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Guidelines for effective correspondence.
The pen is not always mightier than the sword. Confident business professionals can suddenly become nervous when told they should write a letter, thank-you note or proposal â even an e-mail.
In the highly relationship-oriented business of pharmaceutical sales, there is no escaping the need to communicate via letter, memo, proposal or e-mail.
Becoming an effective business writer does not require a degree in journalism. But you do need to understand that different types of business writing exist, and they have their own styles and formats.
There are seven points to remember for any type of writing:
• Be concise, not wordy. Get right to the point. What information do you want the reader to walk away with and/or follow up on?
• Remember your audience. Your writing should be geared to readers. Don't use words or acronyms that your doctors, pharmacists, hospital doctors, administrators and other gatekeepers won't know.
• Keep it simple. Having an impressive vocabulary is one thing; using stuffy words when writing is simply pretentious. Don't say "transpire" when you mean "happen."
• Always check for spelling mistakes and grammatical errors. Even after you use a computer spell checker, do it the old-fashioned way - with a dictionary and stylebook. The computer has limitations. If, for example, you say "there," but mean "their," the computer will not think a mistake has been made.
• Before a final draft is sent, print a hard copy. Read the printout carefully; many mistakes are found even at this stage.
• Have someone else read it before the piece is final. The writer is always too close to the work to remain objective. It's also more difficult to edit a self-written piece.
• Be active, not passive. Never start a sentence with a passive phrase; it seems weak. Instead of "Since the drug was approved for sale, 85% of doctors in the Delaware Valley have written scripts for it," use "Eighty-five percent of doctors in the Delaware Valley have written scripts for this medicine since it was approved for sale."
By its very definition, a memo should be brief. If your comments can't fit on one page, write a letter. Memos should be constructed in the following manner:
Business letters should be direct and easily understood. You can use a more conversational style in letters than when writing text for publication. Contractions, for example, are OK to use sparingly in letters - not in articles or books (unless you are trying to be "chatty"). Generally speaking, boldface does not belong in letters. Unless they're personal or informal, all letters should be done on a computer or typewriter - especially sales letters. All letters should be constructed in the following manner:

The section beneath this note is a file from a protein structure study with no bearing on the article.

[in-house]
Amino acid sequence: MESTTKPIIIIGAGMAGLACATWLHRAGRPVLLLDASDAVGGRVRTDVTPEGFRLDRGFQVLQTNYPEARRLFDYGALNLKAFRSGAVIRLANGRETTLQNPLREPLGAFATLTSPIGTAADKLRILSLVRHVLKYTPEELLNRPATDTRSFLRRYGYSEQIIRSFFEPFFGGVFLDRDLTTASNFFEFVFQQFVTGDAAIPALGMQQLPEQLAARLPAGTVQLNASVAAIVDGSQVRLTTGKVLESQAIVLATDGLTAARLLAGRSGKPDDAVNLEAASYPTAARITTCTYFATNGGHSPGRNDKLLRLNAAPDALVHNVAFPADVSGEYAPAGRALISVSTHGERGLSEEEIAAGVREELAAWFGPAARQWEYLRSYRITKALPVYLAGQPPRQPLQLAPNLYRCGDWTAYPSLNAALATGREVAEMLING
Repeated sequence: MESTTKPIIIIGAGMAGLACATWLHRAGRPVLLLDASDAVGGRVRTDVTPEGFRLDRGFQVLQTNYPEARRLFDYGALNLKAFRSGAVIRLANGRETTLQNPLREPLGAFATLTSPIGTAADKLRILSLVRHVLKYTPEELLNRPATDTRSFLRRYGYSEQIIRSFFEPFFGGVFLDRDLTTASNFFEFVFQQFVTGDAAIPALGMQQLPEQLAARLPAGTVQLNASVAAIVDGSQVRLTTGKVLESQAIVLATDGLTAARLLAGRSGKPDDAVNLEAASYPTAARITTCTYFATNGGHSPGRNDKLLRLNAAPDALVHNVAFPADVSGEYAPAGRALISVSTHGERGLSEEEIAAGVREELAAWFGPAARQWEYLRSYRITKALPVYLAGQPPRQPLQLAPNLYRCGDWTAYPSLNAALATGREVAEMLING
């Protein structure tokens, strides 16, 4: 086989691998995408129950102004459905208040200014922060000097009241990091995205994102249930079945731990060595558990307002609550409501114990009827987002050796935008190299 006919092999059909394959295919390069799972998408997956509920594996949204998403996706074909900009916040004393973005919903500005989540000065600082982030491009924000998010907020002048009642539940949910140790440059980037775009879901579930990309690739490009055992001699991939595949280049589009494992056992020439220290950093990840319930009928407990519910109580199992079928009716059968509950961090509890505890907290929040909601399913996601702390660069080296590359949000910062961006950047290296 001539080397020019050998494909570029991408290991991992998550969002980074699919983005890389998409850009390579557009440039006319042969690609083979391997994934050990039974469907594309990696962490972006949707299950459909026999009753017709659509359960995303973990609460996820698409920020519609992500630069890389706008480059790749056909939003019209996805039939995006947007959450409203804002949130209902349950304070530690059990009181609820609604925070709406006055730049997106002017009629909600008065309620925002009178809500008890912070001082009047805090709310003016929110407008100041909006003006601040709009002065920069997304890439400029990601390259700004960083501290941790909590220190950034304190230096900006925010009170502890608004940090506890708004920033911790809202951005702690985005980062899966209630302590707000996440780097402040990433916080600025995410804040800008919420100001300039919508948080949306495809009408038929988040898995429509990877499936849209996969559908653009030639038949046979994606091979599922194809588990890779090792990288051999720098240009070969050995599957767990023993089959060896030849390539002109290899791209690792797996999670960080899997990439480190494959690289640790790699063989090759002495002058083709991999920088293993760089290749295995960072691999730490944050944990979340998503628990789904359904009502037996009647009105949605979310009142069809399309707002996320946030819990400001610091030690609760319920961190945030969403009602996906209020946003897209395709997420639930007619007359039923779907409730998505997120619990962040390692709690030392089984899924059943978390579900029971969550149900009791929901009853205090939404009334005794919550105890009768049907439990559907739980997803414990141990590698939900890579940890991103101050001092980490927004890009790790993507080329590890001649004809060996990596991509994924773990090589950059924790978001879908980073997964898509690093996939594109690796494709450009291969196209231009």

Thank-you notes are a wonderful way to make yourself memorable. Everyone appreciates getting a handwritten note acknowledging their help, kindness and sharing of time.
If your company doesn't provide formal thank-you note paper and envelopes, it wouldn't be a bad idea to invest in some nice notepaper.
A handwritten thank-you note always has greater impact than one that's typed or e-mailed. But, if you know the doctor's style is to read e-mails - or that's how you always correspond â it's acceptable to send a thank you via cyberspace.
Without question, the area of business writing that has seen the greatest rise in recent years is e-mail. As greater numbers of doctors' offices, managed care companies and other medical practitioners join the cyberspace community, more people obtain e-mail addresses. Here are seven tips for effective e-mails:
• Watch your words! You may think that what you say is easy to understand, but sometimes words can be misconstrued in an e-mail. Choose what you say carefully.
• Don't "flame." Using antagonistic words - known as flames in cyberspeak - can be hurtful. If a problem exists, resolve it in person.
• Few people like "spam." When sending unsolicited e-mails, make sure that there is value, or recipients will consider them "spam" (Internet lingo for junk mail). Better yet, check first to see if sending an e-mail is OK.
• There is no such thing as private e-mail. Even when a message is deleted, most software programs store messages on the hard drive. Consider what may happen if the message is read by someone else - like your supervisor. Just because it's on your PDA or laptop doesn't mean it's yours - your company still owns the content of every e-mail you send using their equipment and Internet connection.
• Keep attachments to a minimum. The larger the attachment, the longer it takes to download and the more memory it takes up in the recipient's computer. Consider sending large files in hard copy by traditional means (U.S. Postal Service, UPS, FedEx, etc.).
• To CC or not to CC? Just like a memo, you may want copies of your e-mail sent to other co-workers or clients. Try to keep people informed more on a need-to-know basis.
• Never assume. While you may be familiar with Internet lingo and various emoticons (like the popular smiley face :-) and others), don't assume the recipient is.
Writing technical documents doesn't have to be troublesome. Proposals that are easy to understand and personalized get attention. Consider these suggestions:
• Remember that a book is often judged by its cover. Include the prospective client's company name, its logo, and the specific name of the person reviewing.
• Pictures often speak louder than words. Blend pictures with your words to make the proposal more appealing and exciting.
• Bullets work. Make the proposal user-friendly by incorporating bulleted and boldface information as attention-getting devices. Write an index if the proposal is long.
Follow these suggestions and you should increase your odds that your written correspondence will get the results you want â¦ and not end up in the circular file or computer recycle bin. PR